A Bad Trip for Health-Related Human Rights: Implications of Momcilovic v the Queen (2011) 85 ALJR 957
(2012) 19 Journal of Law and Medicine 685
14 Pages Posted: 2 May 2013 Last revised: 19 Nov 2013
Date Written: 2012
Momcilovic v The Queen (2011) 85 ALJR 957;  HCA 34 arose from a prosecution for drug trafficking brought under the Drugs, Poisons and Controlled Substances Act 1981 (Vic). The Australian High Court held that the Charter of Human Rights and Responsibilities Act 2006 (Vic) (the Charter) validly conferred a power on the Victorian Supreme Court and Court of Appeal to interpret legislation in a manner consistent with a deﬁned list of human rights. By a slim majority it also held that the Charter validly created a judicial power to “declare” a law inconsistent with one or more enumerated human rights. In reaching its decision, however, the majority supported a narrow interpretation likely to undermine the intended capacity of the Charter to act as a remedial mechanism to reform laws, regulations and administrative practices which infringe human rights and freedoms. Although Momcilovic involved interpretation of a speciﬁc state's human rights law, the High Court judgments allude to signiﬁcant problems should the Federal Government seek to introduce a similar charter-based human rights system. Momcilovic, therefore, represents a risk to future efforts to develop nationally consistent Australian human rights jurisprudence. This has particular relevance to health and medically related areas such as the freedom from torture and degrading and inhuman treatment and, in future, enforceable constitutional health-related human rights such as that to emergency health care.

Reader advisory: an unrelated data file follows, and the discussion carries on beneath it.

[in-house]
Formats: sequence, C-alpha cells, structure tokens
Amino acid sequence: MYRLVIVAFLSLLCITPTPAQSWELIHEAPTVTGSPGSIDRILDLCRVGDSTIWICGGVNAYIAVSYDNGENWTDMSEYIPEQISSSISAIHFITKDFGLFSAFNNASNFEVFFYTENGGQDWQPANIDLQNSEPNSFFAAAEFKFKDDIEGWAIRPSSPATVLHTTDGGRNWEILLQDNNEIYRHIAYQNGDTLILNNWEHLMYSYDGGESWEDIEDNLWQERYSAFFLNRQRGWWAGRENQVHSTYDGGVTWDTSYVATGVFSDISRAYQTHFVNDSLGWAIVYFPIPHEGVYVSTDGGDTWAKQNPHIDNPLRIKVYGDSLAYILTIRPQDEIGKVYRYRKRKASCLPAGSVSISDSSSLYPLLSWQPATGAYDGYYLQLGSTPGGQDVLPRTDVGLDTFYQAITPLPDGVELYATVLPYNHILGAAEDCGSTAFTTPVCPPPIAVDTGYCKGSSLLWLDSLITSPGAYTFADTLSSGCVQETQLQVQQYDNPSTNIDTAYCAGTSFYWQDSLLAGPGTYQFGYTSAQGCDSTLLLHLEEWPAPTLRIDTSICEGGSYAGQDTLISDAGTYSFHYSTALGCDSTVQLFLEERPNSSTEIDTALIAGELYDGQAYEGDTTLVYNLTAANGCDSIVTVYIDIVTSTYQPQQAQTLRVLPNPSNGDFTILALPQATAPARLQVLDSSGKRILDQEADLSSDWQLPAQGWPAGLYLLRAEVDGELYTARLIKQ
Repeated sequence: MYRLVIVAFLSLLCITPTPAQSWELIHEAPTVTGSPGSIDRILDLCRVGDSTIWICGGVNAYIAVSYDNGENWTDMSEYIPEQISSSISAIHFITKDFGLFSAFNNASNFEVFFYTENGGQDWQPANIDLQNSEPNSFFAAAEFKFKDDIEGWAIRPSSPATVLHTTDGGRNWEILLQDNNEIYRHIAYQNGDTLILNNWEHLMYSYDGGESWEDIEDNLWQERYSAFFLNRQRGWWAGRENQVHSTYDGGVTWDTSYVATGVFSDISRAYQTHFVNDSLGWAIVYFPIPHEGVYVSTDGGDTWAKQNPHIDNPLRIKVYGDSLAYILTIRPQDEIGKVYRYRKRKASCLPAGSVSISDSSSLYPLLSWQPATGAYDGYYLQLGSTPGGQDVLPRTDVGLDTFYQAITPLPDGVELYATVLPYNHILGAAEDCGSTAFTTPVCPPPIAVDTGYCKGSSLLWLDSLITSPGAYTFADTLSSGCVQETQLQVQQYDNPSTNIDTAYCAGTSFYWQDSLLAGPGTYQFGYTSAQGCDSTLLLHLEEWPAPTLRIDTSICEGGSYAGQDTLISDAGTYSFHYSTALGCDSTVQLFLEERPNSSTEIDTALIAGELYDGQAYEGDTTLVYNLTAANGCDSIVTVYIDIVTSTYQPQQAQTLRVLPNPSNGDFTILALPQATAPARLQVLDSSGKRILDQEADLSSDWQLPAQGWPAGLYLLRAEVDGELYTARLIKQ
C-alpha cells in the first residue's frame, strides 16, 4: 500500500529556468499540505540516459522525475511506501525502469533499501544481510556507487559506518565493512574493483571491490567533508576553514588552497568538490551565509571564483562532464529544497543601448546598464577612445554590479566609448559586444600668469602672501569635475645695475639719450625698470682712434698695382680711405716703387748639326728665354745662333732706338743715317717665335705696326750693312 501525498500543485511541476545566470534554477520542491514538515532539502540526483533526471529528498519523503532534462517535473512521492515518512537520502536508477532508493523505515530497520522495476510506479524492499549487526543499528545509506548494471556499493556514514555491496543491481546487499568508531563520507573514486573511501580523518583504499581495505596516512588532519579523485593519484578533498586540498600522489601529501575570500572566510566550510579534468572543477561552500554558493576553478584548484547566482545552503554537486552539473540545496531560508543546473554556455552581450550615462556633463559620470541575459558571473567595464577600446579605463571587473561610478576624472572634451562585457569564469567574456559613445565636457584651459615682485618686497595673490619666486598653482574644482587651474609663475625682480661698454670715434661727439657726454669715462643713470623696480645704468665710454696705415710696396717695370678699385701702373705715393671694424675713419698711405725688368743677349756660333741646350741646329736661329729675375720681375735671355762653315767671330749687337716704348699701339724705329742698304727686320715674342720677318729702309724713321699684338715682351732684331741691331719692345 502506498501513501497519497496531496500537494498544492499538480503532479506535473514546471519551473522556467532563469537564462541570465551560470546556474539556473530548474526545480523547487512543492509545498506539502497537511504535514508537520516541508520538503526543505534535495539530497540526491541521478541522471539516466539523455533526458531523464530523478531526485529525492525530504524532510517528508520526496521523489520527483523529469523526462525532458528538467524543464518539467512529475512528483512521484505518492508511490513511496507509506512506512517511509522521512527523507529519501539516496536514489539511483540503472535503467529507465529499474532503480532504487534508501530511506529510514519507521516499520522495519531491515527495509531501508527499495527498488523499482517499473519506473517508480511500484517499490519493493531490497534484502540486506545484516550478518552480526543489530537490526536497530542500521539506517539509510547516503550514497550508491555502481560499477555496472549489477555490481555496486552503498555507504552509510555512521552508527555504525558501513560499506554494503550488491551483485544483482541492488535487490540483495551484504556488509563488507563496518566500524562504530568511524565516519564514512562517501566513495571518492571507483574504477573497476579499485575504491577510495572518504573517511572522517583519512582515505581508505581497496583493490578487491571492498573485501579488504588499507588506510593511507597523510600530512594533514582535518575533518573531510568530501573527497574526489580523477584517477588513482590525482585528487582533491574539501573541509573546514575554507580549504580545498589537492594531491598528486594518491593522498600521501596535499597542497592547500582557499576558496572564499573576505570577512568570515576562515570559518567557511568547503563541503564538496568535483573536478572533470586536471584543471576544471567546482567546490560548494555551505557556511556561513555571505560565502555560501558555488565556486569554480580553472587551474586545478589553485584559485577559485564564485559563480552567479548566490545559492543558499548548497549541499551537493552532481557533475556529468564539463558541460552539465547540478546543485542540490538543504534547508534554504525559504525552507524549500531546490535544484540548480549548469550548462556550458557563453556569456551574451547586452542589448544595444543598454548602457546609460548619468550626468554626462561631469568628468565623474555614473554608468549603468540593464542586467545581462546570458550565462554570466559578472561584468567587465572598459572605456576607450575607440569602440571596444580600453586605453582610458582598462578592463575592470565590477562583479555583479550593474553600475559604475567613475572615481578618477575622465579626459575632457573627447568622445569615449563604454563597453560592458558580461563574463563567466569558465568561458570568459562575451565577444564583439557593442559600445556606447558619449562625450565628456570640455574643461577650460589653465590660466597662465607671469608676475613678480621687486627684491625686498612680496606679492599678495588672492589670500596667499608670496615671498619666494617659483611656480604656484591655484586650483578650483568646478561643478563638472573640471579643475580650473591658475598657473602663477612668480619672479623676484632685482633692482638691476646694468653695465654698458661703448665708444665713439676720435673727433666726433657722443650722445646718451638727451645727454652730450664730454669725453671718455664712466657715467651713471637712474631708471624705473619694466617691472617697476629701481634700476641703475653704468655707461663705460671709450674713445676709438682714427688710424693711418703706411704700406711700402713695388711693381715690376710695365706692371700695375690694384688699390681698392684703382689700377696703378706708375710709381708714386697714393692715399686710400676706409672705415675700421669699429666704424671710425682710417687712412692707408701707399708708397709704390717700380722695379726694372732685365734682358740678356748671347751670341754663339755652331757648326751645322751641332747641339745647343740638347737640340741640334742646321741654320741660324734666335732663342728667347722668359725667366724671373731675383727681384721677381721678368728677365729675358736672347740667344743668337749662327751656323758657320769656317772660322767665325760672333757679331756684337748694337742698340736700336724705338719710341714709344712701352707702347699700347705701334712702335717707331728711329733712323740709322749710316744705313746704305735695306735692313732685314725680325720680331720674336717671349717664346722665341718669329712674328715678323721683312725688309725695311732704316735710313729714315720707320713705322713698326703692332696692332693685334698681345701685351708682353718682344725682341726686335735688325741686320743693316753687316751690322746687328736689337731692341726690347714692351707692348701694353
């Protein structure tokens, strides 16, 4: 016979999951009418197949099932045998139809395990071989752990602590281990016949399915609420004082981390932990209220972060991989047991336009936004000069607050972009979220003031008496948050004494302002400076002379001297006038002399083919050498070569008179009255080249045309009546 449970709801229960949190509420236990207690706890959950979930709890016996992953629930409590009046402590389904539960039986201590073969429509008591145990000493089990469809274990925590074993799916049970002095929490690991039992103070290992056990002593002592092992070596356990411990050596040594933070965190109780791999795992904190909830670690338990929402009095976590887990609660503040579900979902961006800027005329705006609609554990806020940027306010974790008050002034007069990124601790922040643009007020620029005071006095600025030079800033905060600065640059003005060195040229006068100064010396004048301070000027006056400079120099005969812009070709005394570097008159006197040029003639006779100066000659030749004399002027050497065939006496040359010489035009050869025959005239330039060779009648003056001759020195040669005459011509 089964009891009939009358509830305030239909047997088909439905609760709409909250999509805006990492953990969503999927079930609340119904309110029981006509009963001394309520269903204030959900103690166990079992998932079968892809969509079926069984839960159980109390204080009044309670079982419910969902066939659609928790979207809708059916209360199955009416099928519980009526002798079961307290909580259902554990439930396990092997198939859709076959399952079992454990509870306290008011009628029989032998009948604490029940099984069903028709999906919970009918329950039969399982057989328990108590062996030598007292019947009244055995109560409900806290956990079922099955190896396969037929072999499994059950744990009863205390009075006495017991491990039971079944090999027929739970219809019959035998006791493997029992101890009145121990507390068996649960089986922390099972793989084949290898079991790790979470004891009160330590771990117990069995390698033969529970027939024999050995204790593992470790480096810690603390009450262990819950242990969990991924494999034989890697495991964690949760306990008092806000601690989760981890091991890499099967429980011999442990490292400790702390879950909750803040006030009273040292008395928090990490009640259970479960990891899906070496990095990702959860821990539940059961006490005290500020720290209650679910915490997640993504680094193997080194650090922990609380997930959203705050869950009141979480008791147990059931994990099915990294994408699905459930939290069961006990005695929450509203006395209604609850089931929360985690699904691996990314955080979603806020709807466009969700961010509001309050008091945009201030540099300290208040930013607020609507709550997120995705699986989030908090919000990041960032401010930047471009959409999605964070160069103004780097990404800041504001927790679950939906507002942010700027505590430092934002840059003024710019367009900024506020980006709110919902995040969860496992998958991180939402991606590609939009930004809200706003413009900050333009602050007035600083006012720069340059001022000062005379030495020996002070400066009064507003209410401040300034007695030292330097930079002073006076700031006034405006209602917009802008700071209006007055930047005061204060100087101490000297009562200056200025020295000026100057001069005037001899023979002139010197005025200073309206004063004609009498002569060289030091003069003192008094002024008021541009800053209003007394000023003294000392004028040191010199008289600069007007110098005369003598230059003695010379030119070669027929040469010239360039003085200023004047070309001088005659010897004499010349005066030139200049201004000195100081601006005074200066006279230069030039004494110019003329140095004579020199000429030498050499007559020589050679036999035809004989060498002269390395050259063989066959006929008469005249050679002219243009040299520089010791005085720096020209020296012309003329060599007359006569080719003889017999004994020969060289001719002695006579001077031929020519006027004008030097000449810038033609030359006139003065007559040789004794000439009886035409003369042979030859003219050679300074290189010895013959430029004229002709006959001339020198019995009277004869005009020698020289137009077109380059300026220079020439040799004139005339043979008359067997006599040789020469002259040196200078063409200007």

Keywords: human rights, australia, high court, drug trafficking, bill of rights, mental health, Chapter III
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